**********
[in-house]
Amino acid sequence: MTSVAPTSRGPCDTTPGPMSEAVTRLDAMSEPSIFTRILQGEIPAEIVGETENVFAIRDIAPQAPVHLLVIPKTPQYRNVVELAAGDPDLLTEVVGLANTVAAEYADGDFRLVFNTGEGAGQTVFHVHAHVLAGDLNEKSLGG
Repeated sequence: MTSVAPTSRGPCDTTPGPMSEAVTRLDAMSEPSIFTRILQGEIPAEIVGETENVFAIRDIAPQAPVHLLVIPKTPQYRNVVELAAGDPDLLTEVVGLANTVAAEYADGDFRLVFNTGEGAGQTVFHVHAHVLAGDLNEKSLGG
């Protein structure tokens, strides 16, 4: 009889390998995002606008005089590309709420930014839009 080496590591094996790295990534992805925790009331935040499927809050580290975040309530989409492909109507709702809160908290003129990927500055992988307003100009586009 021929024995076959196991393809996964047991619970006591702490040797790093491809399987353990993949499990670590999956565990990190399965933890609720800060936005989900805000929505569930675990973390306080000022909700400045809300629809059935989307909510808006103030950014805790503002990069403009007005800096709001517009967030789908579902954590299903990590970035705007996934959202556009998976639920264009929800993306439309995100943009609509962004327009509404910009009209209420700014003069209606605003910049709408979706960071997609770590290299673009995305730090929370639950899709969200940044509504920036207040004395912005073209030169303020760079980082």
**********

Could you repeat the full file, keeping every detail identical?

[in-house]
Amino acid sequence: MTSVAPTSRGPCDTTPGPMSEAVTRLDAMSEPSIFTRILQGEIPAEIVGETENVFAIRDIAPQAPVHLLVIPKTPQYRNVVELAAGDPDLLTEVVGLANTVAAEYADGDFRLVFNTGEGAGQTVFHVHAHVLAGDLNEKSLGG
Repeated sequence: MTSVAPTSRGPCDTTPGPMSEAVTRLDAMSEPSIFTRILQGEIPAEIVGETENVFAIRDIAPQAPVHLLVIPKTPQYRNVVELAAGDPDLLTEVVGLANTVAAEYADGDFRLVFNTGEGAGQTVFHVHAHVLAGDLNEKSLGG
């Protein structure tokens, strides 16, 4: 009889390998995002606008005089590309709420930014839009 080496590591094996790295990534992805925790009331935040499927809050580290975040309530989409492909109507709702809160908290003129990927500055992988307003100009586009 021929024995076959196991393809996964047991619970006591702490040797790093491809399987353990993949499990670590999956565990990190399965933890609720800060936005989900805000929505569930675990973390306080000022909700400045809300629809059935989307909510808006103030950014805790503002990069403009007005800096709001517009967030789908579902954590299903990590970035705007996934959202556009998976639920264009929800993306439309995100943009609509962004327009509404910009009209209420700014003069209606605003910049709408979706960071997609770590290299673009995305730090929370639950899709969200940044509504920036207040004395912005073209030169303020760079980082």